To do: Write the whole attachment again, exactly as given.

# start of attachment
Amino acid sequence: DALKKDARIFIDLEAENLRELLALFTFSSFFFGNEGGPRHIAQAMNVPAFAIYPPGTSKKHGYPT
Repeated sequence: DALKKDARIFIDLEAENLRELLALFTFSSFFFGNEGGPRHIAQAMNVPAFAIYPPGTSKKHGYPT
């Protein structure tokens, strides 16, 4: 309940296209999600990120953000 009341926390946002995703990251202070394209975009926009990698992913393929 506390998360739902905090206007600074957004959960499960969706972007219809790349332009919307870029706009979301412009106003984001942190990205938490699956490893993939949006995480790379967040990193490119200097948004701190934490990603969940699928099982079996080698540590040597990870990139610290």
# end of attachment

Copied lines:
Amino acid sequence: DALKKDARIFIDLEAENLRELLALFTFSSFFFGNEGGPRHIAQAMNVPAFAIYPPGTSKKHGYPT
Repeated sequence: DALKKDARIFIDLEAENLRELLALFTFSSFFFGNEGGPRHIAQAMNVPAFAIYPPGTSKKHGYPT
């Protein structure tokens, strides 16, 4: 309940296209999600990120953000 009341926390946002995703990251202070394209975009926009990698992913393929 506390998360739902905090206007600074957004959960499960969706972007219809790349332009919307870029706009979301412009106003984001942190990205938490699956490893993939949006995480790379967040990193490119200097948004701190934490990603969940699928099982079996080698540590040597990870990139610290």